Dozens of charities, police forces and experts are backing the call for such schemes in England and Wales, after a pilot project reportedly led to a sustained reduction in abuse.
The pilot scheme, Drive, worked with 506 prolific domestic violence perpetrators, aged 17 to 81.
The Home Office said future legislation would promote perpetrator programmes.
Drive, which operated in Essex, West Sussex and south Wales from 2016 to 2019, involved one-to-one counselling sessions with offenders – most of whom were white men while nearly half were involved in ongoing legal proceedings in the criminal or civil courts.
They were given help on building relationships, controlling their impulses and developing empathy and understanding of the impact of abuse.
Agencies offered support with alcohol, drug and mental health problems, and offenders were closely monitored by police and probation for the 10 months they were on the scheme.
The University of Bristol analysed results from the project in what it said was the “largest evaluation” of perpetrator intervention to be carried out in the UK.
It found that Drive had led to a drop in incidents of abuse to a “greater degree” than in cases where only victims were given help, with improvements sustained for more than 12 months after the scheme ended.
Police data for one sample of perpetrators showed domestic abuse offending had reduced by 30% in the six months after the scheme compared to the six months before.
A control group, made up of offenders who had not taken part in the project, were reported to be committing crimes at the same rate as before.
‘Victims held responsible’
Kyla Kirkpatrick, director of Drive, told BBC News it was “so important” to direct services at domestic abuse offenders, as well as victims and survivors.
“We usually see victims held responsible for securing their own safety – and the perpetrator gets away with it, continuing to abuse or moving onto the next victim,” she said.
“Huge harm is being caused to individuals and their families – we need to turn the tide on this.”
The Drive scheme included work with housing providers to install CCTV to gather evidence for stalking cases and to get injunctions where there were reports of anti-social behaviour.
In one case, where an offender had avoided being served with a non-molestation order because he couldn’t be traced, a relative of his victim gave Drive the registration number of his car so it could be passed to police to track him down.
In another example, a victim said a man had been harassing her in phone calls from the prison where he was being held, so Drive liaised with the jail to conduct cell searches on his wing. Three mobile phones were later recovered.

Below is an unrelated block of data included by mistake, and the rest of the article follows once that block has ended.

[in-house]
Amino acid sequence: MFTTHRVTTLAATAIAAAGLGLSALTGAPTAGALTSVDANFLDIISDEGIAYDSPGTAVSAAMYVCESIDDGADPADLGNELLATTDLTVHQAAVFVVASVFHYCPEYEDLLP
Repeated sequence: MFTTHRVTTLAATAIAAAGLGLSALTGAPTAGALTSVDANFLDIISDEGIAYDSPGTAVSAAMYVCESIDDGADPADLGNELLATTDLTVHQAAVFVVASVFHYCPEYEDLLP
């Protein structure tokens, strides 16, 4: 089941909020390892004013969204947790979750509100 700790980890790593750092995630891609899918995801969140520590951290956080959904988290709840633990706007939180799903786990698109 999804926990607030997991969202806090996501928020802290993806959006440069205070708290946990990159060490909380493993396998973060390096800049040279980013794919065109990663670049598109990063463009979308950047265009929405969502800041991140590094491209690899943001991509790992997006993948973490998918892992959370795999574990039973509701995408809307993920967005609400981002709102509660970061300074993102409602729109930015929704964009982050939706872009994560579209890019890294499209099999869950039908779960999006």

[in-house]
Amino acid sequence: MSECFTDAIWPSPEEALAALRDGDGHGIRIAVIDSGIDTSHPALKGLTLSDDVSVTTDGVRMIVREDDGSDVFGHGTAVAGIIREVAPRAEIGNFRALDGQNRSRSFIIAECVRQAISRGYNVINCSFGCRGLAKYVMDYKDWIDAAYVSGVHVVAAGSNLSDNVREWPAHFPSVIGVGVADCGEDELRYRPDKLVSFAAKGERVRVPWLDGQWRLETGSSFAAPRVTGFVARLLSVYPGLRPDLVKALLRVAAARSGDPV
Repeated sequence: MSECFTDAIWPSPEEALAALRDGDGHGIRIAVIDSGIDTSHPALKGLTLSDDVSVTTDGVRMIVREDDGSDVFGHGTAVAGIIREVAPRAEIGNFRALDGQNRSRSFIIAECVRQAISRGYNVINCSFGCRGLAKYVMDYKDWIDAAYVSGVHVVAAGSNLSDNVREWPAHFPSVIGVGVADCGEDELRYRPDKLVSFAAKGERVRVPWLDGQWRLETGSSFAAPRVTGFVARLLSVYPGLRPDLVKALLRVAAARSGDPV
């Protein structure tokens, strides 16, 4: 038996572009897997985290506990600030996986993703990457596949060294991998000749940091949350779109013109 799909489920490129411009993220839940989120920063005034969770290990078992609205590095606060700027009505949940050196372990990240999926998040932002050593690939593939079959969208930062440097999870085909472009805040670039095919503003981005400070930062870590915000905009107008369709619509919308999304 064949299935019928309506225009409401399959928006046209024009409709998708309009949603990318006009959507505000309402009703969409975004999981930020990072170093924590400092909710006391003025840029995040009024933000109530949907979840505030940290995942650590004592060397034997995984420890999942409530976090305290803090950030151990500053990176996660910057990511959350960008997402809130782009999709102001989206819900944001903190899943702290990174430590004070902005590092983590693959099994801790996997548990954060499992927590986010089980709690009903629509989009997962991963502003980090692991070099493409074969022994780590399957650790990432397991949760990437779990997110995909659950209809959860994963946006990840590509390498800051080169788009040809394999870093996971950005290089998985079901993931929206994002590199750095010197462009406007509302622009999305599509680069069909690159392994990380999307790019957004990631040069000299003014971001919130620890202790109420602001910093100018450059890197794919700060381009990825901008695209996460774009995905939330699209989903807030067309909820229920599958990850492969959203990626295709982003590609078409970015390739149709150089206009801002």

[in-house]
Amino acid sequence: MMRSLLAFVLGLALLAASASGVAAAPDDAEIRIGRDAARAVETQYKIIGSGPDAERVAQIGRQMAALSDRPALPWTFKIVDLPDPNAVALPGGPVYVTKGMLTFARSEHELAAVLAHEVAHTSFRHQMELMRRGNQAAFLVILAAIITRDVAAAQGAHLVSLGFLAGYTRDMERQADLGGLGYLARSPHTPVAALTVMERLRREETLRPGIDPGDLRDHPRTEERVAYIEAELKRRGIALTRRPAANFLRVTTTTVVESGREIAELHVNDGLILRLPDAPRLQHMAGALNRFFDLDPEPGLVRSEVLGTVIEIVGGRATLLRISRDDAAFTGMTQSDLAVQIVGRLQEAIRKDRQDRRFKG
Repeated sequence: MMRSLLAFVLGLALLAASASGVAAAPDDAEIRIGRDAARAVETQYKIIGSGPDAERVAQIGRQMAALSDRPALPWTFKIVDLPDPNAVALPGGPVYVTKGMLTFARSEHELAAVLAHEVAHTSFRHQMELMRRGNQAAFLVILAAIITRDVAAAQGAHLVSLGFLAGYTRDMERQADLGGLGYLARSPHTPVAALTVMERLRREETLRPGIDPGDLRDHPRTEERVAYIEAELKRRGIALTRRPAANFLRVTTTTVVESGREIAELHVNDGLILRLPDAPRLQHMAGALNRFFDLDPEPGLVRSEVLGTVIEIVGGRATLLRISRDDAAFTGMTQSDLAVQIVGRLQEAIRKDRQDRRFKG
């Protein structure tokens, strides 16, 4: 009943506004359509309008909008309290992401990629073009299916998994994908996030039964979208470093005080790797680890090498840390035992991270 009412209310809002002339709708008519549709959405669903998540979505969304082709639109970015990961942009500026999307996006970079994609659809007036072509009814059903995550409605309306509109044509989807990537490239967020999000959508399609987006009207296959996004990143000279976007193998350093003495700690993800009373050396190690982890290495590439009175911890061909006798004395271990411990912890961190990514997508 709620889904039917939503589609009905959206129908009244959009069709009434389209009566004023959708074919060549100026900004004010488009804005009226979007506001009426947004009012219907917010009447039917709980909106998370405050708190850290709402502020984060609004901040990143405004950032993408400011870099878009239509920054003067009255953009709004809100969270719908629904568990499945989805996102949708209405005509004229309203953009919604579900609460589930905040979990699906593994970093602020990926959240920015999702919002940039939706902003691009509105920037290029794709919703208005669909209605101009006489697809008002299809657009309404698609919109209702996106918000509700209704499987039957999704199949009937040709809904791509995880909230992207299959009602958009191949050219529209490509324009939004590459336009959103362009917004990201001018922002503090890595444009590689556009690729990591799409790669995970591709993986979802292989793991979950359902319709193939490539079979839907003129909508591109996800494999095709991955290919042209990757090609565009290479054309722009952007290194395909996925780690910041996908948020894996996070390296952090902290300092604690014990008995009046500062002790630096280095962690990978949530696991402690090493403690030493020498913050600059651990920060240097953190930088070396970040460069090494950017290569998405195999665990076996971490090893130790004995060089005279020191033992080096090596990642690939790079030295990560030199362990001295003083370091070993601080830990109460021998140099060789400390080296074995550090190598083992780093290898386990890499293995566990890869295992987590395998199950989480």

The key groups behind the project, Safe Lives, Respect and Social Finance, claim the findings demonstrate the “urgent need” for perpetrator programmes to be made universally available.
They said the costs would be outweighed by savings for the NHS, social services and the criminal justice system.
The University of Bristol study estimates the cost to the state of a high-risk offender is £63,000, compared with £2,400 to deliver the Drive course.
Along with some 60 voluntary organisations, police and crime commissioners and academics the charities have launched a joint call to action to persuade the government to provide funding.
“We are beginning to see evidence of the impact of Drive but it’s not a magic bullet,” said Ms Kirkpatrick.
“We need a comprehensive system and a national strategy to respond to perpetrators of domestic abuse,” she added.
According to statistics from the ONS, two million adults, including 1.3 million women, aged 16 to 59 experienced domestic abuse in the year up to March 2018 – an increase of 23% from the previous year.
The Home Office has appointed the first ever domestic abuse commissioner and is preparing to reintroduce a bill to strengthen provision for victims.
“We are committed to protecting vulnerable people and bringing perpetrators to justice and will implement our landmark domestic abuse bill at the earliest opportunity,” a spokesperson said.
They added that the bill includes measures to promote the use of perpetrator programmes “which aim to help them change their behaviour, undergo mental health assessments, and prevent future incidents”.
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